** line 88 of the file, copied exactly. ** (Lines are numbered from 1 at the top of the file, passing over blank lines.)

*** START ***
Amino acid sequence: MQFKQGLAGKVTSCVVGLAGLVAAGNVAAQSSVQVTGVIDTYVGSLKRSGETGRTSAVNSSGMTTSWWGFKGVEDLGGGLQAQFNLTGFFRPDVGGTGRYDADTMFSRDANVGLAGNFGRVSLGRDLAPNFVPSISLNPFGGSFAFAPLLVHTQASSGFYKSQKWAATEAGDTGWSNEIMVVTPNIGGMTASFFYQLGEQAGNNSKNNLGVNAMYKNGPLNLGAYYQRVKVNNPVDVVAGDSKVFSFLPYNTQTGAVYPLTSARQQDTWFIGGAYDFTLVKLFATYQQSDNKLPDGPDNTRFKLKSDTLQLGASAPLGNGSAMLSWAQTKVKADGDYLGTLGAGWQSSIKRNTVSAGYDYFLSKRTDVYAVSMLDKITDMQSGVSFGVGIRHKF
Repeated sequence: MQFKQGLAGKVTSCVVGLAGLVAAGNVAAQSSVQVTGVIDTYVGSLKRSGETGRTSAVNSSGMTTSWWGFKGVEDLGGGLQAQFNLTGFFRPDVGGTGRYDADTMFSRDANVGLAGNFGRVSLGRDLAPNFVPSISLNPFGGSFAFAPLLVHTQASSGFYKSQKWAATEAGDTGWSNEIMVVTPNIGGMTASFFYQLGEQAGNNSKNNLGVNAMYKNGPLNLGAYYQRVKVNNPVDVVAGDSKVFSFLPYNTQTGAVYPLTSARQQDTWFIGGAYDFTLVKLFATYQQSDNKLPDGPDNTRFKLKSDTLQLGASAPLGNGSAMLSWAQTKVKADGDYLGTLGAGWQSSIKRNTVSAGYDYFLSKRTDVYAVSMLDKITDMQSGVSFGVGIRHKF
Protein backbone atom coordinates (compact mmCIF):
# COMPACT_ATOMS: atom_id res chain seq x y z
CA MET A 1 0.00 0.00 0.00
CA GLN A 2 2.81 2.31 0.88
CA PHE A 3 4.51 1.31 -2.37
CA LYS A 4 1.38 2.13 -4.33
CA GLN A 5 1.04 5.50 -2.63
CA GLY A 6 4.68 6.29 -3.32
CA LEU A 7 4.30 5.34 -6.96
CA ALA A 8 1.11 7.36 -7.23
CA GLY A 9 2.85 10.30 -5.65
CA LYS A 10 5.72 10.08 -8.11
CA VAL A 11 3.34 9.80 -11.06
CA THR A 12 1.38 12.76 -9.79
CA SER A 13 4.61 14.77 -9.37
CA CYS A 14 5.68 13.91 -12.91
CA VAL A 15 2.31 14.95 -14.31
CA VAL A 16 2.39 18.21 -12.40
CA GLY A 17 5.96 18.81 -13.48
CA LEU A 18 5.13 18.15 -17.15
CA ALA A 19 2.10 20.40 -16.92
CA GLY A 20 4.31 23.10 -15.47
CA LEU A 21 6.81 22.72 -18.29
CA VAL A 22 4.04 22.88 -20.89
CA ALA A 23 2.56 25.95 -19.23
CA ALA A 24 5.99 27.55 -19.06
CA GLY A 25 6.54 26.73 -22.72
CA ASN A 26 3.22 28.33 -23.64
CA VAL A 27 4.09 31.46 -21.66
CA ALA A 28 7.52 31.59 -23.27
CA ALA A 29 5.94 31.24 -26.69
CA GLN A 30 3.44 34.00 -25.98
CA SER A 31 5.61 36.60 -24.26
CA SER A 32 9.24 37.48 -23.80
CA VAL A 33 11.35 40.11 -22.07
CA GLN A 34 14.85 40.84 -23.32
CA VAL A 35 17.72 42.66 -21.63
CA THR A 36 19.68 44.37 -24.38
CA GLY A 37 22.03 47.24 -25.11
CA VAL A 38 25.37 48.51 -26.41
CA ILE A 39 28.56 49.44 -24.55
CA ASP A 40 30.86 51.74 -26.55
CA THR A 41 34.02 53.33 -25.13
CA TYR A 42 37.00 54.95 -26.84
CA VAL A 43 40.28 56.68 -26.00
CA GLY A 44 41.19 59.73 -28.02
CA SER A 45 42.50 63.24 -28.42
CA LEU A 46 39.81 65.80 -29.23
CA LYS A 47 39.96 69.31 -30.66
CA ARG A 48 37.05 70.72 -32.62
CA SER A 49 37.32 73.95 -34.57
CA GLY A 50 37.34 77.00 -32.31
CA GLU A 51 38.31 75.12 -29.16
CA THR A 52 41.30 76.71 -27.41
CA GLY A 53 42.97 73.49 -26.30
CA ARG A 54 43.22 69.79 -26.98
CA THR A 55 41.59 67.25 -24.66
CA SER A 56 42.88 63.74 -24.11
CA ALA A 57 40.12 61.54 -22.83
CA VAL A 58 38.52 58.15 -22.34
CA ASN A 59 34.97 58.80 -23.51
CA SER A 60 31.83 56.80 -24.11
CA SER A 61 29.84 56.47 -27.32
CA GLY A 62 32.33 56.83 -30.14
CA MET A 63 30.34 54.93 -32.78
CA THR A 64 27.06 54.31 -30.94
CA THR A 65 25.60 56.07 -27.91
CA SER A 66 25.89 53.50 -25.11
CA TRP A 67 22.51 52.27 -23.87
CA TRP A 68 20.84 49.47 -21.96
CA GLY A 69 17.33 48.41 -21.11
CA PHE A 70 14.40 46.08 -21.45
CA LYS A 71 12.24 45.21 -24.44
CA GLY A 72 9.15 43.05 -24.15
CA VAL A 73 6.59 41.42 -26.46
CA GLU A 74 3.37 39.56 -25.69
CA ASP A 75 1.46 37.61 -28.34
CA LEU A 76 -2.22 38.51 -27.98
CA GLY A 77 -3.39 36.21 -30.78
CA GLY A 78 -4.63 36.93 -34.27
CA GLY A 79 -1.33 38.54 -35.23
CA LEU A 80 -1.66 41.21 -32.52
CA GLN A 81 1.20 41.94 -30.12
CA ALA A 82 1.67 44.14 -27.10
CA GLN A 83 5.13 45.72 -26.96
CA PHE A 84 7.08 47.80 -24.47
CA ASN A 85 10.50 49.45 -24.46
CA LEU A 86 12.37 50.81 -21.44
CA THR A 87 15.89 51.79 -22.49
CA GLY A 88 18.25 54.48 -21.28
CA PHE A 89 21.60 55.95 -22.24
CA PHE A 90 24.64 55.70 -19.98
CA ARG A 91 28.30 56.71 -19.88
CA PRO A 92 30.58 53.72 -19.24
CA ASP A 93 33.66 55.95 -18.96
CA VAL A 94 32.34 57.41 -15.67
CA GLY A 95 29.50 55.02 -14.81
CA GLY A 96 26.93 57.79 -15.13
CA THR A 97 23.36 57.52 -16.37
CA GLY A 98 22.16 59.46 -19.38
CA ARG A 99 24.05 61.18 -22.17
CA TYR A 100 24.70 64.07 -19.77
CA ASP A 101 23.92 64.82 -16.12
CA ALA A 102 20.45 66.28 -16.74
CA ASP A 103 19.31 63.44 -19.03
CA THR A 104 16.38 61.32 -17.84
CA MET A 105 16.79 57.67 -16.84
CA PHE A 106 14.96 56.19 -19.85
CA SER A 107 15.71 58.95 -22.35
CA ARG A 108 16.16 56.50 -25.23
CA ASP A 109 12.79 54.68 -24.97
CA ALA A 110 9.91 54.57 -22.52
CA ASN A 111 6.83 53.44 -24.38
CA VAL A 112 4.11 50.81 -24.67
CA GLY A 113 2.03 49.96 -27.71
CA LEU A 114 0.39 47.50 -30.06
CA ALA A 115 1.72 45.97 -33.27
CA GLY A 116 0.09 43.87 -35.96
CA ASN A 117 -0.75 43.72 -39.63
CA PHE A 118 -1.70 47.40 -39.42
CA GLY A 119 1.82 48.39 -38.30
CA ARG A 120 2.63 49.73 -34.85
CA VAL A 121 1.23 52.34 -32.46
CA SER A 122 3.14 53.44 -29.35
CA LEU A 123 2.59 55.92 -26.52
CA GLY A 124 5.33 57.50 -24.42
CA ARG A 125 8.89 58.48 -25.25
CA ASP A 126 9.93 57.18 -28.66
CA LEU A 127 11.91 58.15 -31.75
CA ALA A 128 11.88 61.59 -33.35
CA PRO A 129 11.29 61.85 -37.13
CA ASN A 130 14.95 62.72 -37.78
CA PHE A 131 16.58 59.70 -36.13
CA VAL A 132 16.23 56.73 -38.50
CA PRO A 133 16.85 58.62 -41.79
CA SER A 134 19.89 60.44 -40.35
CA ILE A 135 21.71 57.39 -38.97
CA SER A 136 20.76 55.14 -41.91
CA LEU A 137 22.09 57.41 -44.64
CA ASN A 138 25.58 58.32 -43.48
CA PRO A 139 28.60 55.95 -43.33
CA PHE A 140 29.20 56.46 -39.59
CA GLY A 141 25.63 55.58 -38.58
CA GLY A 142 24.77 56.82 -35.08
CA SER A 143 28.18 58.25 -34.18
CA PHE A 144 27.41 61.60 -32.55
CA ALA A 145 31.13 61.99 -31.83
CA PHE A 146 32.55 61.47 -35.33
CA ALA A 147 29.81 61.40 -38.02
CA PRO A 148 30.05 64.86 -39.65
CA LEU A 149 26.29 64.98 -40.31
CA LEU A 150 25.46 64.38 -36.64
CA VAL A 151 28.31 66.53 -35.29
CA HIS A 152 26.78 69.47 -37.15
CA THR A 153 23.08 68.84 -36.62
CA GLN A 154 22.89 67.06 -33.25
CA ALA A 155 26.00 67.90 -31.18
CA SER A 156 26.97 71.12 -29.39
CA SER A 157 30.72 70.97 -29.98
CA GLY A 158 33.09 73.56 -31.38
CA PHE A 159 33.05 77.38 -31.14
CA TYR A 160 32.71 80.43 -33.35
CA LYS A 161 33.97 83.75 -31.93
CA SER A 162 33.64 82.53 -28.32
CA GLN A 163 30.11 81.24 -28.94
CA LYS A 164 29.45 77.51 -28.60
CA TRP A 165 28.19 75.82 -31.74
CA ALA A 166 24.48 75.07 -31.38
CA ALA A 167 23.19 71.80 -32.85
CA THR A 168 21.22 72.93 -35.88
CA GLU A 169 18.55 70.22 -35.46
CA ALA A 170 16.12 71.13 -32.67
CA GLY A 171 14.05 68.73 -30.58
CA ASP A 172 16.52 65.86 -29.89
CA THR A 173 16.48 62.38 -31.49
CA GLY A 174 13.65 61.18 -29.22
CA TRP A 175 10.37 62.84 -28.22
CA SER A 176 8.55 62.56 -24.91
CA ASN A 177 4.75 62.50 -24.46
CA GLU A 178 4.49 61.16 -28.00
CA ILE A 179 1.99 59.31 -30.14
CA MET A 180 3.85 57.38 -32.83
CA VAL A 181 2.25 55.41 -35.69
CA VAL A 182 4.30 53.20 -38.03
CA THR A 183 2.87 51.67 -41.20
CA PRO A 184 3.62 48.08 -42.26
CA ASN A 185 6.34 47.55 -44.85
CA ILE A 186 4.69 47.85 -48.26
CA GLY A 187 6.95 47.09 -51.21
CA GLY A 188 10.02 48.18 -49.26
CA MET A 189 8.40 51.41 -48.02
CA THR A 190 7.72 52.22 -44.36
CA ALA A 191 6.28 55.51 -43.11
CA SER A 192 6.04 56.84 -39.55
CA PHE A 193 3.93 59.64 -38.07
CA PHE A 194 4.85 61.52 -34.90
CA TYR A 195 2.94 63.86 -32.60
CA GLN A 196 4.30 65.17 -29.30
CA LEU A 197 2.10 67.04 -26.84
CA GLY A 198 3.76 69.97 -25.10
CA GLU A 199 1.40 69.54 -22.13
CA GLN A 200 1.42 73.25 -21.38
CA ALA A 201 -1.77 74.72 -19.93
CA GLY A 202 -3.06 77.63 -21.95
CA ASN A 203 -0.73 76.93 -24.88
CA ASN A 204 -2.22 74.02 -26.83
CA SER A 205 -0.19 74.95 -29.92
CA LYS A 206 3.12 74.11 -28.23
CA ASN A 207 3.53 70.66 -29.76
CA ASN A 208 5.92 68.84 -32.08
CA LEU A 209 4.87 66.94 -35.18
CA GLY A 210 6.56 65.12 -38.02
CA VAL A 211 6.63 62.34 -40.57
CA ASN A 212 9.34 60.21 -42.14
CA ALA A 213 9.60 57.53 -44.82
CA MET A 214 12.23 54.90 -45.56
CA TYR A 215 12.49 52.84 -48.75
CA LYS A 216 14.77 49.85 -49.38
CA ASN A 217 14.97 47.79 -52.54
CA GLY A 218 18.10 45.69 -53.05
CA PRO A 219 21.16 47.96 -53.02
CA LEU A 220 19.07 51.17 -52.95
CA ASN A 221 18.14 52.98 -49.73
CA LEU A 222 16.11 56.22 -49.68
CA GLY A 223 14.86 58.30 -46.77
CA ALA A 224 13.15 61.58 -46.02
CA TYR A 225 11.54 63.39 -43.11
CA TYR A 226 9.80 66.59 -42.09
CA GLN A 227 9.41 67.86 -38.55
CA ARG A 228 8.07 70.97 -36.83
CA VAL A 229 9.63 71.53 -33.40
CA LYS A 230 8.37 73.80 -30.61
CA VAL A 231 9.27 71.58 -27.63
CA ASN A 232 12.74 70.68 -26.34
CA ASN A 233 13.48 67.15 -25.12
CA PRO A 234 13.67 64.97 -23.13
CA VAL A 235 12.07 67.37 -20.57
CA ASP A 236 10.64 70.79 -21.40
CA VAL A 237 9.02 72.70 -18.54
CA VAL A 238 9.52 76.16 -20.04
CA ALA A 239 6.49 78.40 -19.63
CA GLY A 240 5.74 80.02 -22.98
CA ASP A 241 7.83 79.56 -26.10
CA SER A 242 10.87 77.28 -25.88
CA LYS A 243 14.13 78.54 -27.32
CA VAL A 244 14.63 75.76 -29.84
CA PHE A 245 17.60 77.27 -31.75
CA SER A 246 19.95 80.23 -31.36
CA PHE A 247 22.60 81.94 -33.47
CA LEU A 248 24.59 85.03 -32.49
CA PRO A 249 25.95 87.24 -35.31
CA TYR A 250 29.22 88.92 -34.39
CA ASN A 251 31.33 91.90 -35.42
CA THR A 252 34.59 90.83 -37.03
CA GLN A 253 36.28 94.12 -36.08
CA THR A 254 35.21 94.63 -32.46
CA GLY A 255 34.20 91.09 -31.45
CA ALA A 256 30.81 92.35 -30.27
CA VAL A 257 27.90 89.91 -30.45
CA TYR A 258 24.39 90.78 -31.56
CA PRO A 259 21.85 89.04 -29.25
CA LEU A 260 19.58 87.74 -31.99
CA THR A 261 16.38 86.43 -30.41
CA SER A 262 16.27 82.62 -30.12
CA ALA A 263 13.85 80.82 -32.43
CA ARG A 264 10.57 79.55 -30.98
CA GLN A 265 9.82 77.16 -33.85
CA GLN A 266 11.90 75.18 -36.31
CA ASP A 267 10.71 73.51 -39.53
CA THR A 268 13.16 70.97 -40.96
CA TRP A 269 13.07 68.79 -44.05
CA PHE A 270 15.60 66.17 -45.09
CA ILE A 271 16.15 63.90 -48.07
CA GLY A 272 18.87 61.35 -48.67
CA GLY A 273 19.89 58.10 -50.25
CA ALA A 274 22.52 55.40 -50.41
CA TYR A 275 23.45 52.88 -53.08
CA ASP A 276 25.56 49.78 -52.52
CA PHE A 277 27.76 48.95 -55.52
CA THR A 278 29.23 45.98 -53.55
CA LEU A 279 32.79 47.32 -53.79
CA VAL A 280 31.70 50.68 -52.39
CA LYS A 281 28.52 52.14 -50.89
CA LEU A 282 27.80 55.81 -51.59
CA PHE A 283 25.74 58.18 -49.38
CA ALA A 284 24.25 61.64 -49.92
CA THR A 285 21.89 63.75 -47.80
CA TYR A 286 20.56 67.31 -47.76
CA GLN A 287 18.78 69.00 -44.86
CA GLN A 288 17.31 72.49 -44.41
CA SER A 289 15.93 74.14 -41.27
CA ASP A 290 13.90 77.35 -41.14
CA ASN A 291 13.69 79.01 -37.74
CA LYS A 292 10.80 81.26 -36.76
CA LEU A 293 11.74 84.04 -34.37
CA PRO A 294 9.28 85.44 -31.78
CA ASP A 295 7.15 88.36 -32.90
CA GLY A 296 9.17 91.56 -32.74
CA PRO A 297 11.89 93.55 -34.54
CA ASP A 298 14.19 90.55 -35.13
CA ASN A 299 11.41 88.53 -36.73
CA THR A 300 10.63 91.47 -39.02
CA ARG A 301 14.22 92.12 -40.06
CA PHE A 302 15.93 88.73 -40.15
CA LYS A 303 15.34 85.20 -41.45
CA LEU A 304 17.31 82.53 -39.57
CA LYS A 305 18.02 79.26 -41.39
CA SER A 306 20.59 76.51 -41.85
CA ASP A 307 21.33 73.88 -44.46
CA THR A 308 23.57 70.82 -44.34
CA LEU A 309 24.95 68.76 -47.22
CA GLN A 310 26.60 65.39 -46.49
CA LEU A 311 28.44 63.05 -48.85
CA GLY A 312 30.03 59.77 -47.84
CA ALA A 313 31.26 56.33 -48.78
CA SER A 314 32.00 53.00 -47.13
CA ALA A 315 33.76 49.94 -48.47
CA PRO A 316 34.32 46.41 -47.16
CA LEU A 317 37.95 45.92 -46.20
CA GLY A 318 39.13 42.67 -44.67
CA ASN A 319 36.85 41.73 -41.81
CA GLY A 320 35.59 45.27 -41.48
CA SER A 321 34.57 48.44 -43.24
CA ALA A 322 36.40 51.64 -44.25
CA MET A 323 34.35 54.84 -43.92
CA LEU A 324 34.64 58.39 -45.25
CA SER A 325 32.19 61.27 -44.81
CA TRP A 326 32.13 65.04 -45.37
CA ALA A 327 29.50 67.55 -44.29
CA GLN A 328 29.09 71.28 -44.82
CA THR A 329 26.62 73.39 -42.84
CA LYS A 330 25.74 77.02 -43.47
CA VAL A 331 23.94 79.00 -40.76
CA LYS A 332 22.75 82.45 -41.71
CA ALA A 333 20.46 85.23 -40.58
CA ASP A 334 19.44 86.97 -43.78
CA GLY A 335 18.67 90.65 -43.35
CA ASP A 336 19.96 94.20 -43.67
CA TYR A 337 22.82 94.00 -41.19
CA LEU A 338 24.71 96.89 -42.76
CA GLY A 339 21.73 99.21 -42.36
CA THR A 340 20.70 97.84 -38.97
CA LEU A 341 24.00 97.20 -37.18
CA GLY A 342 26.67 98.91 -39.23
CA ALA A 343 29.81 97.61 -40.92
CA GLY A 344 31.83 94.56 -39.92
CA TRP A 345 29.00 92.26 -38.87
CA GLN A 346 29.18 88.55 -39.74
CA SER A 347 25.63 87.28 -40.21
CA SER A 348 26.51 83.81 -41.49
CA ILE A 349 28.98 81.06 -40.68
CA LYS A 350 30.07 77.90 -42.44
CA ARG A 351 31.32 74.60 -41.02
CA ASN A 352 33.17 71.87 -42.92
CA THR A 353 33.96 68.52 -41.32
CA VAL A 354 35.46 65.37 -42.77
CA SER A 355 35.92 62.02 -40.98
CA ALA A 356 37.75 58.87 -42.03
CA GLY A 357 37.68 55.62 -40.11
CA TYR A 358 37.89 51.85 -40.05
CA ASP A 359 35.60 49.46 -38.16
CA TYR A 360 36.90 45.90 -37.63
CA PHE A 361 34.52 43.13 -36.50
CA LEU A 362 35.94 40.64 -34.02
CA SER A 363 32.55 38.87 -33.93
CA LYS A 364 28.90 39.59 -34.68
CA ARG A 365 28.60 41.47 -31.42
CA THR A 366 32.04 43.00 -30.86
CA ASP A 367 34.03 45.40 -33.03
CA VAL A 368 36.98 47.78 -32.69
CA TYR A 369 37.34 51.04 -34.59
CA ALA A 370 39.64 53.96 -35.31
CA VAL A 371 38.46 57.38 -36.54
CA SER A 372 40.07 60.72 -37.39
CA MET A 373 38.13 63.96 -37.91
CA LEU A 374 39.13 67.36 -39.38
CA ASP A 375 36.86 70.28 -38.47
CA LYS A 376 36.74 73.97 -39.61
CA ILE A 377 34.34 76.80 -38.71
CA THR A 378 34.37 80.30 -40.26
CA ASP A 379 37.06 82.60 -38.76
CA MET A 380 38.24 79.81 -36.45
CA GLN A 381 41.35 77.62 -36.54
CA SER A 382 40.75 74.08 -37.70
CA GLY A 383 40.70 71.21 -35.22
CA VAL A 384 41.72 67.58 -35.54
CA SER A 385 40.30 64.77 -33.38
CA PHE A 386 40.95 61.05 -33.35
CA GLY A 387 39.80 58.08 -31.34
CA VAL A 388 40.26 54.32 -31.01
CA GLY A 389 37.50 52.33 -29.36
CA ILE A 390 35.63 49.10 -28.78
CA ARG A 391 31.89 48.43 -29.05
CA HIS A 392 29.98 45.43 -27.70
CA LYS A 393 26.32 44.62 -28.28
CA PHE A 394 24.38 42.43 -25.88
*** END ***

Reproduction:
CA PHE A 84 7.08 47.80 -24.47